Maloney Announces New Legislation to Help Beginning Hudson Valley Farmers
Cornwall, NY – Following a roundtable with Hudson Valley farmers at Soons Orchard in April and extensive discussion with his agricultural advisory board, Representative Sean Patrick Maloney (NY-18) announced new legislation to help beginning farmers. The Beginning Farmer Agenda Act is a comprehensive approach to supporting the next generation of farmers. This bill would invest in land conservation to help new farmers acquire land, add new resources for farmers at USDA and invest in the development of local and regional food systems.
“Our hardworking farmers create thousands of jobs and bring back over one hundred million dollars a year to our Hudson Valley economy,” said Rep. Maloney, Member of the House Agriculture Committee. “We need the next generation to power this incredible economic engine, but too often beginning farmers are feeling shut out – they deserve a government that is willing to be their partner. Working together to give our young and beginning farmers the tools they need to succeed, we can continue to grow local foods and jobs while powering our local economy for generations to come.”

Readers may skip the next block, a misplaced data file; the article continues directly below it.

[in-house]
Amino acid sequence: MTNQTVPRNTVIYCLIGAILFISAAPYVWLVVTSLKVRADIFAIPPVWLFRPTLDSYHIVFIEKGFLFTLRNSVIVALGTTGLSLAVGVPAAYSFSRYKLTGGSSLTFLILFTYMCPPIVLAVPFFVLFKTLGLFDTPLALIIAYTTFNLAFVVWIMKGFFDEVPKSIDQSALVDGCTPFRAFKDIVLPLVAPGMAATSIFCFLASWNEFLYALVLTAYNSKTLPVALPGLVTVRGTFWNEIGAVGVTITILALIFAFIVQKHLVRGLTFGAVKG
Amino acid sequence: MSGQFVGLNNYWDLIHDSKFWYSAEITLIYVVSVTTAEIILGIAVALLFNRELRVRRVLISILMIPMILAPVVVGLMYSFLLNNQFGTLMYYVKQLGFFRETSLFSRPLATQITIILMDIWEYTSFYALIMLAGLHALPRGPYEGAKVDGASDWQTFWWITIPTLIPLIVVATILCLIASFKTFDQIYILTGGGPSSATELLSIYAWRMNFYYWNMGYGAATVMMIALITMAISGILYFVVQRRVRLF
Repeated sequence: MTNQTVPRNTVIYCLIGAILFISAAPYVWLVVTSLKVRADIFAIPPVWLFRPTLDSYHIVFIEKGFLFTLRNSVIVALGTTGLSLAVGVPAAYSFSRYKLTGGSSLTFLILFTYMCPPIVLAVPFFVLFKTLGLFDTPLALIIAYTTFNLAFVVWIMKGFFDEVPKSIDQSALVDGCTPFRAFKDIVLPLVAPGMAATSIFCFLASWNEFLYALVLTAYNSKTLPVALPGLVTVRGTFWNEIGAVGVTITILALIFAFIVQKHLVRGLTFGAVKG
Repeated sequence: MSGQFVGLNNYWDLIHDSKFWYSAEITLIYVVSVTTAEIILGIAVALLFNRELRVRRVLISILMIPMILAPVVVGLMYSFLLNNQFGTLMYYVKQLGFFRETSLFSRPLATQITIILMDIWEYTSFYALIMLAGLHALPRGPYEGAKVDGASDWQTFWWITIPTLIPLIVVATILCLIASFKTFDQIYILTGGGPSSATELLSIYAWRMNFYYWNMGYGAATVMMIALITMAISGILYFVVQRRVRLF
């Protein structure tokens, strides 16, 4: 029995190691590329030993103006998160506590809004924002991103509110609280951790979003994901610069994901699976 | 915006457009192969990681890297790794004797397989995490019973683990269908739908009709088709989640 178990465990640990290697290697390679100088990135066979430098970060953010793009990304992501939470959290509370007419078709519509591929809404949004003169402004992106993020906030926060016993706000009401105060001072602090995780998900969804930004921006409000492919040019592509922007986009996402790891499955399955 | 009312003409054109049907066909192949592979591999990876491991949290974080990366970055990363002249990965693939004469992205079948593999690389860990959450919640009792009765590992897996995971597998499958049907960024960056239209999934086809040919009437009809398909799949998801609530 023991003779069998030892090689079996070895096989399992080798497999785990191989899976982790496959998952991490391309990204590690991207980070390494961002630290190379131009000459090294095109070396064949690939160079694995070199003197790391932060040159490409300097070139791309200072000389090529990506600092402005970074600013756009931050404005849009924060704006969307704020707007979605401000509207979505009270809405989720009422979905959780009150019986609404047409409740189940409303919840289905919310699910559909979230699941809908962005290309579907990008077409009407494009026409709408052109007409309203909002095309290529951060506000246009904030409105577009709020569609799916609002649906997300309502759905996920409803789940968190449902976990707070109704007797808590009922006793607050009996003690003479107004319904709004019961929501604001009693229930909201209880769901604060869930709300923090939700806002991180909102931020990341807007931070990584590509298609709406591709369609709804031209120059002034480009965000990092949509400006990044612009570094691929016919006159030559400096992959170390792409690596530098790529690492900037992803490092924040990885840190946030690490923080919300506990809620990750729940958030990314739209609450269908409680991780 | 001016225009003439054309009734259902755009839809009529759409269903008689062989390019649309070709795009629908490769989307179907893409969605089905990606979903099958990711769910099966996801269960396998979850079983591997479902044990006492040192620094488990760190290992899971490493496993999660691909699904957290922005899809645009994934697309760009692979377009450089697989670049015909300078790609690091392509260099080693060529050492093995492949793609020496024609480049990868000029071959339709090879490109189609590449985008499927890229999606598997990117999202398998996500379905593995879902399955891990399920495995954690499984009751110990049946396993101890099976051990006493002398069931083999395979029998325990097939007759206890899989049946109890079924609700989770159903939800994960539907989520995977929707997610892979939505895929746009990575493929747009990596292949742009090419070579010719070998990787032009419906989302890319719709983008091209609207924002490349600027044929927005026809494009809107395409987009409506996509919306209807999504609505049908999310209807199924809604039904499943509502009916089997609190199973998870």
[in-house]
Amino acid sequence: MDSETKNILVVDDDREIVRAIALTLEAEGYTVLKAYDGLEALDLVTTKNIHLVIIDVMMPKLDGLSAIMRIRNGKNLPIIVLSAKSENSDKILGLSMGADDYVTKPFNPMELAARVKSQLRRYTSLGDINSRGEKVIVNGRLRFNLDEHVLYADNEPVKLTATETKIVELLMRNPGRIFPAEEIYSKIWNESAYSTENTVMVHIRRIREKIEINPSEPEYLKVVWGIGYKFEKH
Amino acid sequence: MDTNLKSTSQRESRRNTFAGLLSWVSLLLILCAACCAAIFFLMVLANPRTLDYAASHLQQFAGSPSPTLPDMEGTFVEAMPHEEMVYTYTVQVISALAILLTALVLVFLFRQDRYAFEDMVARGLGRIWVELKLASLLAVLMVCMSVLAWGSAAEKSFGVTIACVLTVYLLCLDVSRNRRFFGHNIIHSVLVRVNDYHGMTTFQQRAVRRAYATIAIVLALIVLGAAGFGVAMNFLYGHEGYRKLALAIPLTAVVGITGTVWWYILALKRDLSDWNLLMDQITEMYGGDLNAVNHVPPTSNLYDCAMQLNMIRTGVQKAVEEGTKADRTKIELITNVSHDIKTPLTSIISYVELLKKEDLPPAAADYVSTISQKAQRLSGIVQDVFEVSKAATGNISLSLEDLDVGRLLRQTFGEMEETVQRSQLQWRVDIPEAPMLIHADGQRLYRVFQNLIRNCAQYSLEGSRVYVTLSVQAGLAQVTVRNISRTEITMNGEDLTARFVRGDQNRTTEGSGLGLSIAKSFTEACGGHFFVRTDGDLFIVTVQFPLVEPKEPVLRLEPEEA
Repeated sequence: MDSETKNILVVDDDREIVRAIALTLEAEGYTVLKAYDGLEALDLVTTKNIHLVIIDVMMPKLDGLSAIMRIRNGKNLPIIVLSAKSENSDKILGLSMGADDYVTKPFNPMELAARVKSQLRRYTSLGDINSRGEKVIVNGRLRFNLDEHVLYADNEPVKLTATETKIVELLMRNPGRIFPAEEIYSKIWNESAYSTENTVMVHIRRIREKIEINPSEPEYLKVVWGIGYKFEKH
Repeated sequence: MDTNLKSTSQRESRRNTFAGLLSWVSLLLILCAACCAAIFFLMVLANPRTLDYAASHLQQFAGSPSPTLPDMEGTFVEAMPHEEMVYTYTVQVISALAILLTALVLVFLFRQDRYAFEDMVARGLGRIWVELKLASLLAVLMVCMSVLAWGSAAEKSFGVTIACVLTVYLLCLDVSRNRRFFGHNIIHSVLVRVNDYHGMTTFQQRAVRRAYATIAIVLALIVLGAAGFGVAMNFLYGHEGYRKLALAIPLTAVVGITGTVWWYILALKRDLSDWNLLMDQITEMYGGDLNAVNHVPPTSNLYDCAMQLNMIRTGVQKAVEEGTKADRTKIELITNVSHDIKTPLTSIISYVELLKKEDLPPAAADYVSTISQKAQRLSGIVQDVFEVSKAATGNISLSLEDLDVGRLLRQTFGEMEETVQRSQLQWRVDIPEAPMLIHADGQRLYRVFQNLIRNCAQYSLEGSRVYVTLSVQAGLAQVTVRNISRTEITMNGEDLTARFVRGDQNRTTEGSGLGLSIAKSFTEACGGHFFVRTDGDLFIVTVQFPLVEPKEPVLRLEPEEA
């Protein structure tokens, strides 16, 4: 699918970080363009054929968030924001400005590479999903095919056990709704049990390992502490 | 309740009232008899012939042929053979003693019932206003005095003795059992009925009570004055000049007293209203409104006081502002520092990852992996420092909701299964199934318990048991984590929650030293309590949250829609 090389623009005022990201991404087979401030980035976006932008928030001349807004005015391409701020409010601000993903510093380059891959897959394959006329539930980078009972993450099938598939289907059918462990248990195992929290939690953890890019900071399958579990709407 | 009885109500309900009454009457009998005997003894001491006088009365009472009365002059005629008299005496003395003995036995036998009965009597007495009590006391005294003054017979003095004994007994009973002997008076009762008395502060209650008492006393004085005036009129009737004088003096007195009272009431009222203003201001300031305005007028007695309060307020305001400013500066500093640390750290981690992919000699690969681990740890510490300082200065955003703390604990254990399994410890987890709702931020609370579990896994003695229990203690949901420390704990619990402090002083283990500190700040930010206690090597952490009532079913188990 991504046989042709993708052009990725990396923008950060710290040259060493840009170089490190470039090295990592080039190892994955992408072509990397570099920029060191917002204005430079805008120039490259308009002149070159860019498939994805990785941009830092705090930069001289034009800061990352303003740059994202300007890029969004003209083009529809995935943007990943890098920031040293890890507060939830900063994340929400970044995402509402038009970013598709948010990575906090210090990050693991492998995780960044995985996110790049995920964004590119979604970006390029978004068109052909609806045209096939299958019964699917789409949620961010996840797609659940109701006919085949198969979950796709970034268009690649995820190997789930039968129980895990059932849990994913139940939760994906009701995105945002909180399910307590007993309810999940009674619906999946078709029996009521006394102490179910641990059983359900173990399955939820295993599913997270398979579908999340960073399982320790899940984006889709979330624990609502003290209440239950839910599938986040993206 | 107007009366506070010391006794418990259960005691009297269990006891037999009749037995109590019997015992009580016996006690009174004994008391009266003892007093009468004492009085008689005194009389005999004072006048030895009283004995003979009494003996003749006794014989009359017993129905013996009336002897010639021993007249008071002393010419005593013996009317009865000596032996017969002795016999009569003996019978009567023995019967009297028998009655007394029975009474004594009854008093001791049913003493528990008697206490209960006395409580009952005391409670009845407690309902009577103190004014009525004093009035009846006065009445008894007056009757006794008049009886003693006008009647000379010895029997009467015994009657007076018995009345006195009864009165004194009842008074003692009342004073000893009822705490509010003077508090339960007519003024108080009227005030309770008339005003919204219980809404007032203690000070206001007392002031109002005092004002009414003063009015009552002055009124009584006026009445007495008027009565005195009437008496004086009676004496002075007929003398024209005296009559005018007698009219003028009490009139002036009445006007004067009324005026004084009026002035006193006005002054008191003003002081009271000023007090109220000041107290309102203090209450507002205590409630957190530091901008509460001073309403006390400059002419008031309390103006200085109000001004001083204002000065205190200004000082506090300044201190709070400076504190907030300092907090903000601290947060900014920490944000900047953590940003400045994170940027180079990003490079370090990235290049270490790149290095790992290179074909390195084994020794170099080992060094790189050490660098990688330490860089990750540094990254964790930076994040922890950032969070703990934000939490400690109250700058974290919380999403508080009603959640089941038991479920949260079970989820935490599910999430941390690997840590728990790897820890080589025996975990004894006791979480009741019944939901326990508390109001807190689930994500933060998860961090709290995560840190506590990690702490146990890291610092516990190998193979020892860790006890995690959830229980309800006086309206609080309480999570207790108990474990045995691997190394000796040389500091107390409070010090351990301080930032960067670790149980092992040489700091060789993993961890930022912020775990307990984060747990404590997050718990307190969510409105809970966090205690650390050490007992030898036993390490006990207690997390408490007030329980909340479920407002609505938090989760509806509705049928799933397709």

“Congressman Maloney has been a relentless advocate for the Hudson Valley’s agriculture community since day one,” said Assemblyman James Skoufis. “New farmers in their 20s and 30s often face significant, if not impossible, financial challenges to beginning a career in agriculture; Congressman Maloney’s legislation is critical to assisting our next generation of farmers develop their careers, preserve open space, and feed the millions of people in our region.”
Rep. Maloney has heard from young farmers, especially in the Hudson Valley, that they are struggling to get access to the land, resources and markets. According to the most recent census data, Agriculture showed a 4.3% decline in the number of principal farmers compared with 2007. The report also found that the average age of principal farmers has continued to rise – causing concern amongst key stakeholders that the industry is not attracting enough new entrants to the industry. New York state has lost more than 4,000 farms since the 1980s. Today, less than 5% of farmland statewide is protected. New York’s agricultural industry generates billions of dollars for the state, and creates thousands of jobs. Particularly important in the Hudson Valley, estimates suggest that New York City alone has an unmet demand for locally sourced food of nearly $900m each year.
The Beginning Farmer Agenda Act would: